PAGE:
After borough co-ops saw their tax assessments rise between 50 percent and 150 percent late last month, City Councilman Mark Weprin (D-Oakland Gardens) said he was able to get the city Department of Finance to limit the cap on property taxes for co-ops at 50 percent.
But Weprin, elected officials and co-op owners said the cap is still outrageously high.
“While I appreciate DOF’s recognition that the initial assessments could not stand, a 50 percent hike is still unreasonable,” said Weprin, chairman of the Council Co-op/Condo Caucus. “An increase of that magnitude will pose a terrible burden for co-op shareholders and condo unit owners.”
Weprin said the agreement with Finance was made after he and Council Finance Chairman Domenic Recchia (D-Brooklyn) met with Finance Commissioner David Frankel.
Glen Oaks Village President Bob Friedrich, who said the co-op’s valuations rose 86 percent, called the 50 percent figure “unacceptable.”
Friedrich said he and other co-op presidents rejected the offer during a meeting last week in Whitestone.
“We actually reject it outright. We think the offer of 50 percent is an acknowledgement of how arbitrary their original flawed numbers were,” he said. “I’ve never seen such bad government. It’s like the commissioner is just pulling numbers out of a hat.”
While property tax increases for homeowners are capped at 6 percent per year or 25 percent over five years, there is no such cap for co-ops and condos.
A 50 percent increase in market value would mean co-ops and condos would pass along that cost to its residents in the form of maintenance increases.
Weprin said he is still waiting on a Freedom of Information Law request he sent to Finance, which asked for copies of documents related to the methodology used and reasons behind the huge spike in assessments.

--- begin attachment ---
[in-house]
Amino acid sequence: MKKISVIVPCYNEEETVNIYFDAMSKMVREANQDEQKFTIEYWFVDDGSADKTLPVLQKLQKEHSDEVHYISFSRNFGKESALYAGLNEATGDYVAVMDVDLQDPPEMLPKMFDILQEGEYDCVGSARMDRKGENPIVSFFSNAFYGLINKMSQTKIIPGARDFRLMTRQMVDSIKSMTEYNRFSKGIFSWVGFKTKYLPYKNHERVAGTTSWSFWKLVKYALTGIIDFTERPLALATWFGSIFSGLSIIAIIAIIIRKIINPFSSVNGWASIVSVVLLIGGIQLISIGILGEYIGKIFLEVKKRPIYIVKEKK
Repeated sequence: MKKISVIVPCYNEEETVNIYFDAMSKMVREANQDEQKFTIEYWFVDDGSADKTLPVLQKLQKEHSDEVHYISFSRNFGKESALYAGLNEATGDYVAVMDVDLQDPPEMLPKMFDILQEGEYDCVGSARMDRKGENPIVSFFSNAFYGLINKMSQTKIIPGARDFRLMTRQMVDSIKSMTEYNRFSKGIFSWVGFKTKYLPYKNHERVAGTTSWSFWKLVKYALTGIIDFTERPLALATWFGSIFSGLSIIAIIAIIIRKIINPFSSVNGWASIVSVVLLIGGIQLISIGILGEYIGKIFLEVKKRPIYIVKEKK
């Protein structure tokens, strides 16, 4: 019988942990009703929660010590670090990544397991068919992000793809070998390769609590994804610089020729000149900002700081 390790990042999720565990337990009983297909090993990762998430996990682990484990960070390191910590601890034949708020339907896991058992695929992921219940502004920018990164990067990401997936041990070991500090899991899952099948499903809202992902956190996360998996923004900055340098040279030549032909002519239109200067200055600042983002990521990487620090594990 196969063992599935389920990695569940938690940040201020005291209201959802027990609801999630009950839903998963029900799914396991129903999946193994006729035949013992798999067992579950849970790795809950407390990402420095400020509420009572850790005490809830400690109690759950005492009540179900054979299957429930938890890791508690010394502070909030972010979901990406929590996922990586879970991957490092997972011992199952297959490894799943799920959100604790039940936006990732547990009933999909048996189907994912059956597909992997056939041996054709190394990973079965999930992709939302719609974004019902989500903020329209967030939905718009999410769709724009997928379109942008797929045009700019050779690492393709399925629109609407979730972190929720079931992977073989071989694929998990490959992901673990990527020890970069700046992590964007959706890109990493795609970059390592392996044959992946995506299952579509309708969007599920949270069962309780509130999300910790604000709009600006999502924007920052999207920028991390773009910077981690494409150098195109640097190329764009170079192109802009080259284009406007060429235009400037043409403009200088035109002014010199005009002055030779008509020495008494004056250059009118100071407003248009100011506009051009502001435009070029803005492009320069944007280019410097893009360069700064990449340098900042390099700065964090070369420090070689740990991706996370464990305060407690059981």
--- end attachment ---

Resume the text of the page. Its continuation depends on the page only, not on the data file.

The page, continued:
“Some Queens co-ops have seen their market values surge 50 to 150 percent this year, according to the Department of Finance,” Weprin said. “That pattern definitely suggests a severe flaw in the system.”
State Sen. Toby Stavisky (D-Whitestone), who like Weprin has a large number of co-ops and condos in her district, said the 50 percent cap would affect 2,405 properties throughout the city.
“As far as I’m concerned, a 50 percent market value assessment hike is still very high,” she said. “What’s to prevent the city raising the assessment 100 percent next year?”
Stavisky said she sent letters to co-op presidents in her district to let them know she did not agree with the 50 percent cap.
“Cutting assessed market values on co-ops from 147 percent to 50 percent is like saying, ‘You don’t have to drink a full cup of arsenic, you only have to drink half a cup.’ Either way you’re still getting poisoned,” she said.
Reach reporter Howard Koplowitz by e-mail at hkoplowitz
©2011 Community News Group
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